HTML is the coding language of websites- the building blocks people use to turn blank canvases on the web into the big colorful websites you like to browse! Website design and HTML especially can seem extremely complex, but it’s pretty simple once you break it down into it’s component parts.
To start, you’ll want to open up a text editing document- I personally use Sublime Text, but anything along those lines will be fine. There’s a specific setup you’ll want to have for every website, pictured below.
Those tags at the start and the end of each line of text are what tell the website what something should look like; the <h1> means that everything in between is the first header. You can look up a list of all the important tags (and all the unimportant ones) pretty easily and how to use them, which you should experiment with for your first few attempts.
The most important tags are the doctype, the html, and the body. Those first two tell the website that this is a website in the first place, and everything in between the body is what will show up on the actual website. There’s a <head> tag that’s used when you want to do things that won’t show up on the website proper, like formatting.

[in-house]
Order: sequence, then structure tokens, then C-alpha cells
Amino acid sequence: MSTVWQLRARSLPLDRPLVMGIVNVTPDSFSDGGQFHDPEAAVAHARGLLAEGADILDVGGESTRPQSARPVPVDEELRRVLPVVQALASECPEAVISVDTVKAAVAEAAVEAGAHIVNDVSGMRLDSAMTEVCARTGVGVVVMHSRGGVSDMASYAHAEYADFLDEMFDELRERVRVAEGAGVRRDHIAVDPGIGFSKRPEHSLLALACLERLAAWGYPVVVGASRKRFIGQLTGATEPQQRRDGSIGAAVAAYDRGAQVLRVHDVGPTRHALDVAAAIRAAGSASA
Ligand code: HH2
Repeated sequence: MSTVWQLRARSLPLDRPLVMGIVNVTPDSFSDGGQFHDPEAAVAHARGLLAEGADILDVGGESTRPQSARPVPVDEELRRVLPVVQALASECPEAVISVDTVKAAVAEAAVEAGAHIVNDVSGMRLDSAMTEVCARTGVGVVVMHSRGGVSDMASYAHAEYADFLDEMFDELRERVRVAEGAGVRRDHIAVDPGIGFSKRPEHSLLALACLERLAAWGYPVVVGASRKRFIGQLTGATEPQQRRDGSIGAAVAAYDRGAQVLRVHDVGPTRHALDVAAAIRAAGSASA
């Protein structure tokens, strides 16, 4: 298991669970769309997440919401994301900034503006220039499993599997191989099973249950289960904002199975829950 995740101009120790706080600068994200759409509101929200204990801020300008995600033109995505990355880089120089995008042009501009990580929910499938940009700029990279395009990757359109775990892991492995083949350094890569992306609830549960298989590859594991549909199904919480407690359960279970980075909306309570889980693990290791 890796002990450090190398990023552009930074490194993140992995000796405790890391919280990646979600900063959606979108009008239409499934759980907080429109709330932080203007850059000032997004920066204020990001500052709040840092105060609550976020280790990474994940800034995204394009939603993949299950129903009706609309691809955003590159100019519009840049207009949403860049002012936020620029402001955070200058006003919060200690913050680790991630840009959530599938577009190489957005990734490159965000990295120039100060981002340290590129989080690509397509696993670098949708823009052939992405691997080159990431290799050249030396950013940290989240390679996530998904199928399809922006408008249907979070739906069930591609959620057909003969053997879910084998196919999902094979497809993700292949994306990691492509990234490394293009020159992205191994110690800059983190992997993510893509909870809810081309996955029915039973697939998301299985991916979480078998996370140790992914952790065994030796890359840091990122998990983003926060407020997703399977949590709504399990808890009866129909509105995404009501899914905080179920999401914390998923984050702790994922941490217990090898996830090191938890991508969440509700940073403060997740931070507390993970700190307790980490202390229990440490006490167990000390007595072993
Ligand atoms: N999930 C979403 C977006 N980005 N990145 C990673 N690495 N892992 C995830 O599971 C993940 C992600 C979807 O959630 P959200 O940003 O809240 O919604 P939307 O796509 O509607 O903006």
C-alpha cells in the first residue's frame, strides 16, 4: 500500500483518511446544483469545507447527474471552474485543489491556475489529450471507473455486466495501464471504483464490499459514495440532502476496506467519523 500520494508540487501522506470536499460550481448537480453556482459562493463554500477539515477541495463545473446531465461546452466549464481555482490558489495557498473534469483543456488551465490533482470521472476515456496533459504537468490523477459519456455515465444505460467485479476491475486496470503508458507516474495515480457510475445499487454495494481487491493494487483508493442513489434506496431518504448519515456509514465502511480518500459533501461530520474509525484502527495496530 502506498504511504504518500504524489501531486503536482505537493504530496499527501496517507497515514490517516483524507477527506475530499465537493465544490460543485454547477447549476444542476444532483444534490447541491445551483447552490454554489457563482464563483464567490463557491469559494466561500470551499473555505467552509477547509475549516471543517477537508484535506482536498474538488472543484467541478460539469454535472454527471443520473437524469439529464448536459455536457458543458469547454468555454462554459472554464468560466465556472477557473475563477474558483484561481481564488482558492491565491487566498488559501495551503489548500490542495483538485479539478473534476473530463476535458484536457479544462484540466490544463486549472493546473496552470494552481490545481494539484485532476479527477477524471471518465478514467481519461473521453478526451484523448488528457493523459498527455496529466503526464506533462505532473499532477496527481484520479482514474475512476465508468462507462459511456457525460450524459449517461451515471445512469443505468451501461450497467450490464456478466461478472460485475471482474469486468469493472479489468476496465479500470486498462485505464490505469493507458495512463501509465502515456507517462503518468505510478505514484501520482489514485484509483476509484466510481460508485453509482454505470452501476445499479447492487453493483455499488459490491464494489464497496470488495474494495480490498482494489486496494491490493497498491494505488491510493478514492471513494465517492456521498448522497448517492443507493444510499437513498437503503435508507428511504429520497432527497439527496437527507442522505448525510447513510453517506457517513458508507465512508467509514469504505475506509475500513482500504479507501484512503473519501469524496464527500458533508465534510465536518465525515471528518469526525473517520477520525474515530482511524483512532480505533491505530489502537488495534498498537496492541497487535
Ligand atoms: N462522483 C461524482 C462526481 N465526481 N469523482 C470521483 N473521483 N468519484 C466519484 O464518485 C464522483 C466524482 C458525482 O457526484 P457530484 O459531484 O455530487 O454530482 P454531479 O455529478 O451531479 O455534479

CSS is the other big part of HTML. Formatting can be really time consuming, especially when you do it right on the actual HTML of a specific page. You’d have to copy and paste it onto every individual page of a website if you want it to have any sort of consistent formatting or aesthetic. This is where CSS comes in!
A CSS file is a separate file from any HTML files you make filled with nothing but HTML style formatting. CSS makes making multiple page websites much easier because you only need to write down that formatting one time. You use the CSS to set certain formatting to certain tags like <h1>, and then you link it to each HTML file.
Once it’s linked, every tag that had formatting will display that formatting- meaning that you can style an entire website using only one CSS file when you would otherwise have to style every HTML file one by one every time.
Those are the basic concepts required to get started working with HTML. Everything else is just learning how tags interact, which can be figured out with experience and some internet research.